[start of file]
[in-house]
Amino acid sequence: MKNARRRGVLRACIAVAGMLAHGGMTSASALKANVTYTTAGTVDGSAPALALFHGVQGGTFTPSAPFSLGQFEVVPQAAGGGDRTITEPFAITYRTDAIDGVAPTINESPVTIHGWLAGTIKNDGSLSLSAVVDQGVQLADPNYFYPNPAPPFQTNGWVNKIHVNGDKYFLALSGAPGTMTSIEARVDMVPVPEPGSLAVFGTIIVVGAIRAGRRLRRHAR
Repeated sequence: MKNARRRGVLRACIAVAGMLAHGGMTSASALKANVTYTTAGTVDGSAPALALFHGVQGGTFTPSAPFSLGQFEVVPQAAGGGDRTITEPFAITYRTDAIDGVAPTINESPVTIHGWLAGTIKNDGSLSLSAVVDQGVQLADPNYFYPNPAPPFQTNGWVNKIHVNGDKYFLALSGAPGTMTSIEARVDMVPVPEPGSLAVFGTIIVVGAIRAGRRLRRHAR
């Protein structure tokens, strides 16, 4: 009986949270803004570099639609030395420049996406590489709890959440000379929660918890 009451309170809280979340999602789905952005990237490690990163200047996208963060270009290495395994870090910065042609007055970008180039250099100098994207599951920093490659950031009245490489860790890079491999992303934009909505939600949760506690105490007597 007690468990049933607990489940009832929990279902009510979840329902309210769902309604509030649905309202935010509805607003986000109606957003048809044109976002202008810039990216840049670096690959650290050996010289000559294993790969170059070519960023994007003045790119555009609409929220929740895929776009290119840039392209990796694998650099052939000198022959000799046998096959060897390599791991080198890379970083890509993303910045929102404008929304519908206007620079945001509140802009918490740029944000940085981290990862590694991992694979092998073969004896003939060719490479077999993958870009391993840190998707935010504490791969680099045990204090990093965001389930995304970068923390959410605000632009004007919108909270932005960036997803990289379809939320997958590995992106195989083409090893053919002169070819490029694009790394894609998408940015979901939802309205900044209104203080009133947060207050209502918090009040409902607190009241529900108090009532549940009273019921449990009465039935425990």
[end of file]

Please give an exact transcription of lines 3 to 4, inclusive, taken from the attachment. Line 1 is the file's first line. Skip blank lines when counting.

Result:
Repeated sequence: MKNARRRGVLRACIAVAGMLAHGGMTSASALKANVTYTTAGTVDGSAPALALFHGVQGGTFTPSAPFSLGQFEVVPQAAGGGDRTITEPFAITYRTDAIDGVAPTINESPVTIHGWLAGTIKNDGSLSLSAVVDQGVQLADPNYFYPNPAPPFQTNGWVNKIHVNGDKYFLALSGAPGTMTSIEARVDMVPVPEPGSLAVFGTIIVVGAIRAGRRLRRHAR
């Protein structure tokens, strides 16, 4: 009986949270803004570099639609030395420049996406590489709890959440000379929660918890 009451309170809280979340999602789905952005990237490690990163200047996208963060270009290495395994870090910065042609007055970008180039250099100098994207599951920093490659950031009245490489860790890079491999992303934009909505939600949760506690105490007597 007690468990049933607990489940009832929990279902009510979840329902309210769902309604509030649905309202935010509805607003986000109606957003048809044109976002202008810039990216840049670096690959650290050996010289000559294993790969170059070519960023994007003045790119555009609409929220929740895929776009290119840039392209990796694998650099052939000198022959000799046998096959060897390599791991080198890379970083890509993303910045929102404008929304519908206007620079945001509140802009918490740029944000940085981290990862590694991992694979092998073969004896003939060719490479077999993958870009391993840190998707935010504490791969680099045990204090990093965001389930995304970068923390959410605000632009004007919108909270932005960036997803990289379809939320997958590995992106195989083409090893053919002169070819490029694009790394894609998408940015979901939802309205900044209104203080009133947060207050209502918090009040409902607190009241529900108090009532549940009273019921449990009465039935425990």